Unravelling the nature of non-specific effects of vaccines-A challenge for innate immunologists

Kristoffer Jarlov Jensen, Christine Stabell Benn, Reinout van Crevel

    Research output: Contribution to journalJournal articleResearchpeer-review


    Epidemiological observations have shown that vaccines can influence morbidity and mortality more than can be ascribed to target-disease immunity. A growing number of immunological studies have helped identify possible biological mechanisms to explain these so-called nonspecific effects (NSE) of vaccines, including heterologous T-cell reactivity and innate immune memory or 'trained innate immunity', which involves epigenetic reprogramming of innate immune cells. Here, we review the epidemiological evidence for NSE as well as human, animal and in vitro immunological data that could explain these NSE, and discuss priorities for future epidemiologic and immunologic studies to further unravel the biology and optimize the benefits of current and new vaccines.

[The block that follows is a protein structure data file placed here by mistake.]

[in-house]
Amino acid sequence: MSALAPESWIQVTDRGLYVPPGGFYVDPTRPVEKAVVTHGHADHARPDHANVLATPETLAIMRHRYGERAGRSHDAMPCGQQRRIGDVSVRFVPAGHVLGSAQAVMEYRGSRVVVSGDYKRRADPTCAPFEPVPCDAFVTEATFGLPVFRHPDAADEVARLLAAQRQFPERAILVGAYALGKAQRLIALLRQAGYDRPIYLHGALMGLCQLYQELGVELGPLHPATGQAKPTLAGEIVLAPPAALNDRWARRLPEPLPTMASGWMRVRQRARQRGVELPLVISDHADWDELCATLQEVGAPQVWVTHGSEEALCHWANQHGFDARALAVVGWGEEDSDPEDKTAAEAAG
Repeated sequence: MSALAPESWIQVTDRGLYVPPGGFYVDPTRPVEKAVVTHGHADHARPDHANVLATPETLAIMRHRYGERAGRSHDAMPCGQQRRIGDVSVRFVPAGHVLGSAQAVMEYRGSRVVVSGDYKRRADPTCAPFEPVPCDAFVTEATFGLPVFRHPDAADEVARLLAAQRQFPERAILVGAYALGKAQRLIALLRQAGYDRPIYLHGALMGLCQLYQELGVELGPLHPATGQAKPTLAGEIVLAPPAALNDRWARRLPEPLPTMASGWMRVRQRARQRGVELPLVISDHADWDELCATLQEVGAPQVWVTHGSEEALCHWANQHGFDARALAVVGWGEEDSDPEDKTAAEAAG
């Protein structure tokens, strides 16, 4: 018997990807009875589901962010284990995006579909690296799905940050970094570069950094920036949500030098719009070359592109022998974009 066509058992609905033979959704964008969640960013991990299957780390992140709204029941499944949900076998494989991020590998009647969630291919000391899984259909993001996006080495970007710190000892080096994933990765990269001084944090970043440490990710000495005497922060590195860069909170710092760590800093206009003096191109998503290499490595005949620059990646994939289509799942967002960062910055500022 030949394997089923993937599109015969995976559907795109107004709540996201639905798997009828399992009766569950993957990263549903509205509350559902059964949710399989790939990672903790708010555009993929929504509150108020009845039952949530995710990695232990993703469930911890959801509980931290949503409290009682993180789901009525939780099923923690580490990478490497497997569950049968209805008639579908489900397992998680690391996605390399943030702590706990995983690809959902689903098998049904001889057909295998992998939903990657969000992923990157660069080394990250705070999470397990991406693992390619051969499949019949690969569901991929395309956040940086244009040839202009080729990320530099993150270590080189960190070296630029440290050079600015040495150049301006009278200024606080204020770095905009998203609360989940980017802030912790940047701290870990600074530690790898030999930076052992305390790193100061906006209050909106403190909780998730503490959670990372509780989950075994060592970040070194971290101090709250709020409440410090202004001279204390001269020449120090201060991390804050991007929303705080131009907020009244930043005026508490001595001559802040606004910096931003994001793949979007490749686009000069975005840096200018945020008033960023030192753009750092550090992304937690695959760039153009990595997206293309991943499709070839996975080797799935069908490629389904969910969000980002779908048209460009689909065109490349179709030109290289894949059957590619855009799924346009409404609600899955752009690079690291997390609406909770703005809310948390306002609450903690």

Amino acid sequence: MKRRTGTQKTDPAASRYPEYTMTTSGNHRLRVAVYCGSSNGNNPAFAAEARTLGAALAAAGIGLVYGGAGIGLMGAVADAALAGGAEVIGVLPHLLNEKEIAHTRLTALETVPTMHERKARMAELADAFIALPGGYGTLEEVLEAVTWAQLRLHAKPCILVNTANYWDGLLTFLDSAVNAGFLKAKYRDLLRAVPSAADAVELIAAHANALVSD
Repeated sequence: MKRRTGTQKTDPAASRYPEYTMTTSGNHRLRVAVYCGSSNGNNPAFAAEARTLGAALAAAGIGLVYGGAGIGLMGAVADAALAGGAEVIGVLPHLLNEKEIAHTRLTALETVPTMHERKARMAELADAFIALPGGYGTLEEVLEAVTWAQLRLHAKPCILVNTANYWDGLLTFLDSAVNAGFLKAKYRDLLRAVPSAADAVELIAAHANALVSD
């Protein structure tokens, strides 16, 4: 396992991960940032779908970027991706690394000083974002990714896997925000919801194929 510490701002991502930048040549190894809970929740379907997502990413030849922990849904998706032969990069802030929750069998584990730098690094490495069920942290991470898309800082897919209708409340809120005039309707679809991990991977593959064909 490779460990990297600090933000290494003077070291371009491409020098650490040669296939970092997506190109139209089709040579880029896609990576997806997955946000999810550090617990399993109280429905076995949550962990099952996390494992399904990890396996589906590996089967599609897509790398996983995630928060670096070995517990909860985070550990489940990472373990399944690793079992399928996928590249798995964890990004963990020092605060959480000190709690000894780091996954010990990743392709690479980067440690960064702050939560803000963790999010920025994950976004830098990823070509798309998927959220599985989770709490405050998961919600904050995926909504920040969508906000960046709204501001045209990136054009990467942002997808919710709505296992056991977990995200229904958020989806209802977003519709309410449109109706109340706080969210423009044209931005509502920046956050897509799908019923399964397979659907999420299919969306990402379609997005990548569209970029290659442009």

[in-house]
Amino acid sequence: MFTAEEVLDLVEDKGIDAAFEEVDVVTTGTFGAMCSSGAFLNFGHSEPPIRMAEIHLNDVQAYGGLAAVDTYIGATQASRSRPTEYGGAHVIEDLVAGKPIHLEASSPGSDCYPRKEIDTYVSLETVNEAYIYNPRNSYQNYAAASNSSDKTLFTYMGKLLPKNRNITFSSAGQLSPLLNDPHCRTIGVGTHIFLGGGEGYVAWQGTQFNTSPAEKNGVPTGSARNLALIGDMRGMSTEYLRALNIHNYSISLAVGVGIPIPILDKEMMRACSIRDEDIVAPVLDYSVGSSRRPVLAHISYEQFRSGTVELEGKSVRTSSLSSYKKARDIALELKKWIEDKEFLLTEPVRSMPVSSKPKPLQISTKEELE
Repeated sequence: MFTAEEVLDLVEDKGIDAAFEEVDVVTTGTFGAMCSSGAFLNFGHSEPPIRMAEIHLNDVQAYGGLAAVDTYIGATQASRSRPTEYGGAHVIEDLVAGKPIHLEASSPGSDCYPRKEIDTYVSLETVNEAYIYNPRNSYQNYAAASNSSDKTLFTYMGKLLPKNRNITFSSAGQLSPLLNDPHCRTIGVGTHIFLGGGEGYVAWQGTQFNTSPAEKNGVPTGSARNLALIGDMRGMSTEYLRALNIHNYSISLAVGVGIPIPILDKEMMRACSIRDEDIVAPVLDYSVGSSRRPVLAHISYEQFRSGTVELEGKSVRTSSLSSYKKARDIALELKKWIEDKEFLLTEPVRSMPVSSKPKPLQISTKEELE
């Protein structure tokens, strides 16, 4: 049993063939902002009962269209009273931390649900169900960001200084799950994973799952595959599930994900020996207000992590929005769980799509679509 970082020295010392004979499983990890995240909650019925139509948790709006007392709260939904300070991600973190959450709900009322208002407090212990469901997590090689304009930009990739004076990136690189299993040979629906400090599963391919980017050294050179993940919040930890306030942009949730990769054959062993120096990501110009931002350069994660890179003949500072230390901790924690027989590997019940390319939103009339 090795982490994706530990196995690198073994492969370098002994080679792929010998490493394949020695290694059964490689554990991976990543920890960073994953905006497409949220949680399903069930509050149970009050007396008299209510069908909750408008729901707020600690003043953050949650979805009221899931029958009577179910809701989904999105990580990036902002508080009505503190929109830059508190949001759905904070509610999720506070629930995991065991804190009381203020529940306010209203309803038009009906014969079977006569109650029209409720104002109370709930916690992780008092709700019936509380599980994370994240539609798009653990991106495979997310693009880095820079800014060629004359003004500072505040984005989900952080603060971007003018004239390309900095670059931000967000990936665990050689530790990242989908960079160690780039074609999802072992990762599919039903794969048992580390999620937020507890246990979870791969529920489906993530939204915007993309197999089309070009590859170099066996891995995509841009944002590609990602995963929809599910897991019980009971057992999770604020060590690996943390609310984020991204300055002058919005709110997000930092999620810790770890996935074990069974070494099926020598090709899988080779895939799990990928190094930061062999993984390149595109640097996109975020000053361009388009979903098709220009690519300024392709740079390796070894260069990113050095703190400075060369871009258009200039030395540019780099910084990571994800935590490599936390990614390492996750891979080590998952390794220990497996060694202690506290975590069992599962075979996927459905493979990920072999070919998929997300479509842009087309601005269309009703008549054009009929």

Original languageEnglish
    JournalSeminars in Immunology
    Issue number4
    Pages (from-to)377-383
    Number of pages7
    Publication statusPublished - 2016


    • Vaccination
    • Trained immunity
    • Non-specific effects
    • Epigenetic

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